'Fun as usual' in Guam despite threats by North Korea against the United States territory

Tourists take a selfie in the waters of Tumon Bay, on Guam, Aug. 21, 2017. The Japanese and South Korean visitors so vital to Guam’s tourism industry are long accustomed to bluster and threats from North Korea, and therefore unlikely to change plan
Tourists take a selfie in the waters of Tumon Bay, on Guam, Aug. 21, 2017. The Japanese and South Korean visitors so vital to Guam’s tourism industry are long accustomed to bluster and threats from North Korea, and therefore unlikely to change plans to visit the American island territory in the Pacific. PHOTO: NYTIMES

TOKYO - It is "fun as usual" in Guam despite recent threats by North Korea to lob missiles into waters around the United States territory, the island's Lieutenant Governor Raymond Tenorio said at a press conference in Tokyo on Wednesday (Aug 23).

Tourism arrivals this month, in fact, are on course to be higher than the current record of 144,758 visitors a month that was set in August last year.

As of August 15, visitor arrivals for the month were up 3 per cent compared to the same time last year, according to figures from the Guam Visitors Bureau.

Lt Gov Tenorio was in Tokyo to meet government officials and the media to reassure them that Guam was safe to visit.

US President Donald Trump told Guam Governor Eddie Calvo in a phone call earlier this month that the threat by North Korean leader Kim Jong Un has made the island "extremely famous all over the world", and that tourism was "going to go up, like, tenfold".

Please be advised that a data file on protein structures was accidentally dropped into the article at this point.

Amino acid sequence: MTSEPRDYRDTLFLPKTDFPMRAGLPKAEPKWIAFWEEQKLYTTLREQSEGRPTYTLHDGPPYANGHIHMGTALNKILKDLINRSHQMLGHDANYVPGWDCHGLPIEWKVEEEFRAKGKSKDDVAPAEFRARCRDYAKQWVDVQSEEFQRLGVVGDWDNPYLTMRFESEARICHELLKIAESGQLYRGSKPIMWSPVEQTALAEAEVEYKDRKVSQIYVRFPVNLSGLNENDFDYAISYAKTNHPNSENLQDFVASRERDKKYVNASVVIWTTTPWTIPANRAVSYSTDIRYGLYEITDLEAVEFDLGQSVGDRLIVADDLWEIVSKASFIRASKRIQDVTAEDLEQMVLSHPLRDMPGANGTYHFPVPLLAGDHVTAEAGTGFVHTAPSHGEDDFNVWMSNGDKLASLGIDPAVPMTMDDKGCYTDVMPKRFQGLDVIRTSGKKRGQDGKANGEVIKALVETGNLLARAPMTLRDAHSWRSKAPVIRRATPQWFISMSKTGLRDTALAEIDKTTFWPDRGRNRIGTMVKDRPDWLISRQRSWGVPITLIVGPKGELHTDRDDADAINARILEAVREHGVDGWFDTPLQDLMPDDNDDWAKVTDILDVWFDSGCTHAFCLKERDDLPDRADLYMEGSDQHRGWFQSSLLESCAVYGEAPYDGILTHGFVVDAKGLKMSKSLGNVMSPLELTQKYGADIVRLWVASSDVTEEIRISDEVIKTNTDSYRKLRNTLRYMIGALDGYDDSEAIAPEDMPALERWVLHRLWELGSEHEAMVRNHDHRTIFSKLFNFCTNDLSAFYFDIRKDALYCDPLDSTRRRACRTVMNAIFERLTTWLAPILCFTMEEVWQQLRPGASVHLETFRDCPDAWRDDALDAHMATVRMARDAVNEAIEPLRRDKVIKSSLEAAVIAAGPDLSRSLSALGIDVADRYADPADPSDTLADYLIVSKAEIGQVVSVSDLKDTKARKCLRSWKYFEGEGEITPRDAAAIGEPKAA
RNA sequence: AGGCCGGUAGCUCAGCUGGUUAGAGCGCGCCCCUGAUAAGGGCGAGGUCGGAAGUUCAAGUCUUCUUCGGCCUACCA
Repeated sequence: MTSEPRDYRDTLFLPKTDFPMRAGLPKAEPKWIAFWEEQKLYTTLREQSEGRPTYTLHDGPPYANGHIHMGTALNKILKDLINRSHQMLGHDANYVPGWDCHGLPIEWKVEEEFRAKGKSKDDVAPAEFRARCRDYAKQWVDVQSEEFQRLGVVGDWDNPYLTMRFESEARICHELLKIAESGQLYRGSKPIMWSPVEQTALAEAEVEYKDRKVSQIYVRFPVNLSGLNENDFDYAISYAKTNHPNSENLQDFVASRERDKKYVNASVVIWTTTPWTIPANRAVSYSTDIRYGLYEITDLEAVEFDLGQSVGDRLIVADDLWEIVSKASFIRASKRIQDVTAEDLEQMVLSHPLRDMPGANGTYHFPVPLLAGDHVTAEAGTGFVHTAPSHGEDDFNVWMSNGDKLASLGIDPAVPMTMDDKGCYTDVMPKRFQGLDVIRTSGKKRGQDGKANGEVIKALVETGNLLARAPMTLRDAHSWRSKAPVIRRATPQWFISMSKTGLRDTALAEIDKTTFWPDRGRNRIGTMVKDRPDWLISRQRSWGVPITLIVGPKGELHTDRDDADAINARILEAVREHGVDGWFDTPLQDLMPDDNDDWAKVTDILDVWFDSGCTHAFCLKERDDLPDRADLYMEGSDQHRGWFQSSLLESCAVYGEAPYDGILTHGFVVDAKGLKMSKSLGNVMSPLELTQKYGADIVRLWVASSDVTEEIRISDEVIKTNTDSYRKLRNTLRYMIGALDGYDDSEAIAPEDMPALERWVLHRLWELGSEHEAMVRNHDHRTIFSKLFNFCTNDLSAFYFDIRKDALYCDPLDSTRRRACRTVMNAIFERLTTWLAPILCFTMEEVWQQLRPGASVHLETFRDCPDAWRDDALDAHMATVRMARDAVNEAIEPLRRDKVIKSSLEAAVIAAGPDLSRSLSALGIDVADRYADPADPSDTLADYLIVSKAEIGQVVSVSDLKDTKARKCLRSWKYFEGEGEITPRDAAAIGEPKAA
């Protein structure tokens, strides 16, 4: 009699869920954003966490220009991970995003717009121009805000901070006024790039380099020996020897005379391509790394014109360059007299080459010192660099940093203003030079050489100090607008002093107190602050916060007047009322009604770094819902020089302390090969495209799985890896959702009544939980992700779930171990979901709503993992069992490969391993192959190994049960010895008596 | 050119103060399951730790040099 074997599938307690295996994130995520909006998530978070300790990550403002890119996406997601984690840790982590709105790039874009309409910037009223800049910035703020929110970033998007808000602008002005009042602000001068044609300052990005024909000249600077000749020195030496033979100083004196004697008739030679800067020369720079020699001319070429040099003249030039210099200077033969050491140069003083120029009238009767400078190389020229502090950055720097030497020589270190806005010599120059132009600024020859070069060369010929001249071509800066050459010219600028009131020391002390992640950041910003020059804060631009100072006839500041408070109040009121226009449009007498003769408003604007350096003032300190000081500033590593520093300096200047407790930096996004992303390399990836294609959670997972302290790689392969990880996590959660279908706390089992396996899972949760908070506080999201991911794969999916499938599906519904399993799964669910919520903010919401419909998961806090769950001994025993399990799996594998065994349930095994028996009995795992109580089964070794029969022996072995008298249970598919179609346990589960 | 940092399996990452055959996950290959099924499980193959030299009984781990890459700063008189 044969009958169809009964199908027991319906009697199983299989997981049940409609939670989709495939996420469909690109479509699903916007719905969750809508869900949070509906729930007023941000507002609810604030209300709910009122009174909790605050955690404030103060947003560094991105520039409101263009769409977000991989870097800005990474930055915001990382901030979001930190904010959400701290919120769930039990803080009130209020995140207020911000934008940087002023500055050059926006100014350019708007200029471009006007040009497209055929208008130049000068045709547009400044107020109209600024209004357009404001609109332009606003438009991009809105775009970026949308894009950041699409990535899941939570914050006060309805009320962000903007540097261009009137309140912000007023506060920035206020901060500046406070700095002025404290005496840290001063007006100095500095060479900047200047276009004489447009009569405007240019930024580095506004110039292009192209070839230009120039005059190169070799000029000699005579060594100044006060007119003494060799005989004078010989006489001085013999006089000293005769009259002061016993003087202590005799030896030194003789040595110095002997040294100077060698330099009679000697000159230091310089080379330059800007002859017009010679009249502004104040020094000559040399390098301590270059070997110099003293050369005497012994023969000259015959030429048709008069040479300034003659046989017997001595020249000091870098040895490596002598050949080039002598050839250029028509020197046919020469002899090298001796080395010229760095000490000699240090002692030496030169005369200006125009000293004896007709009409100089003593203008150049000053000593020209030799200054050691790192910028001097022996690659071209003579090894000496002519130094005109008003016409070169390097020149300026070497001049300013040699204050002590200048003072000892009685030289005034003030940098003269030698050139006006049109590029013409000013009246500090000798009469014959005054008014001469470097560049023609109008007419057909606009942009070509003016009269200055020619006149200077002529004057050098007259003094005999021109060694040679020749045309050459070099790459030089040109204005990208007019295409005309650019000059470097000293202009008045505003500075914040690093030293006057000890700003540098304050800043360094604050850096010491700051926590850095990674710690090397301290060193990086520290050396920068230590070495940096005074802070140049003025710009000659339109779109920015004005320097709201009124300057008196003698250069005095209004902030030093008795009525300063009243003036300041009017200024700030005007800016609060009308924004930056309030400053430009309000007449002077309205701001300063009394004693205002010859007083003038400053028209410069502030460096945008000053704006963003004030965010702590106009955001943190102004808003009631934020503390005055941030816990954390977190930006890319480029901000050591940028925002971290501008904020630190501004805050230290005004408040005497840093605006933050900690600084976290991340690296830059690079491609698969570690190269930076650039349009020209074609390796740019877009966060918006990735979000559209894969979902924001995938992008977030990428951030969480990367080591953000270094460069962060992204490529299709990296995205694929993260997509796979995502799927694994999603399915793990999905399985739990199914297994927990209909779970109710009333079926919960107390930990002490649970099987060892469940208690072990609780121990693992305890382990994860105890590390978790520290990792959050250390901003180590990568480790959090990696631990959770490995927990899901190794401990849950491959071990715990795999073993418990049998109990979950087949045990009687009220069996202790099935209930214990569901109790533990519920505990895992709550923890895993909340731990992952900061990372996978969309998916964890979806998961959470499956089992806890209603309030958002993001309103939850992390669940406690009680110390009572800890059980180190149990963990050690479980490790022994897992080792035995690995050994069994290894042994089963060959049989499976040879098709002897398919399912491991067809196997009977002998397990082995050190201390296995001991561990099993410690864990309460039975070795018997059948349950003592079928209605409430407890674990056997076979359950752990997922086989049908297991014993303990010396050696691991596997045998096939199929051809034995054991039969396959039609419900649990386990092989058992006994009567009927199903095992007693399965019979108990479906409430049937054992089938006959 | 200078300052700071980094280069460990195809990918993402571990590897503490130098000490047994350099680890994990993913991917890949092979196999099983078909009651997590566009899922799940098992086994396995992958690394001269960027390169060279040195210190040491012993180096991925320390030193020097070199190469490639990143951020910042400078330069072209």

But Guam Visitors Bureau chief executive Jon Nathan Denight, in acknowledging the fragility of the tourism industry, said: "We want to reassure everyone that there has been no change to our threat level and it is business as usual".


Lieutenant Governor of Guam Raymond Tenorio attends a press conference at the Foreign Correspondents' Club of Japan in Tokyo. PHOTO: EPA

This is even as the US and South Korea kicked off its war games exercise Ulchi-Freedom Guardian on Monday (Aug 21), an annual event that typically angers North Korea.

The Japanese account for the most number of tourists by nationality to Guam, the Pacific island located just 3½ hours away by air.

It is home to 162,000 residents, and welcomed more than 1.5 million visitors last year.

Lt Gov Tenorio, an elected politician and the island's No 2 official, stressed his confidence in the "resolute" multi-layered missile defence systems in the region, which have been progressively strengthened since 2013 when the reclusive state made its first threats against the territory.

These include the Terminal High Altitude Area Defence (Thaad) system, at least one of which is permanently based at the Andersen Air Force Base in Guam, and Aegis missile defence ships which can be deployed near the island in the event of an imminent strike. These are supplemented by Patriot PAC-3 missile units, which have a shorter range and can shoot rockets or debris as they near the ground.

Furthermore, Guam has the highest rates of citizen volunteer participation in the military across the US, he said, while also noting the joint defence drills that the US has with regional countries like Japan, South Korea, Australia and the Philippines.

In the event of a "high alert" emergency, there is a civil defence system in place with sirens and emergency broadcast networks.

The month of September has also on Monday been declared the annual National Preparedness Month, in which the community is encouraged to conduct preparedness actions, develop emergency plans, learn how to stay safe, and how to communicate during an emergency.

"All this makes us confident that we can combat any form of attack on Guam," Lt Gov Tenorio said, adding that in any case, he believed that Mr Kim would not wilfully launch a strike as he would be aware of the repercussions.

"Throughout this last week and a half, the people of Guam have continued to live their lives - playing beach volleyball, jet skiing, going to family gatherings, getting their children ready for a new school year."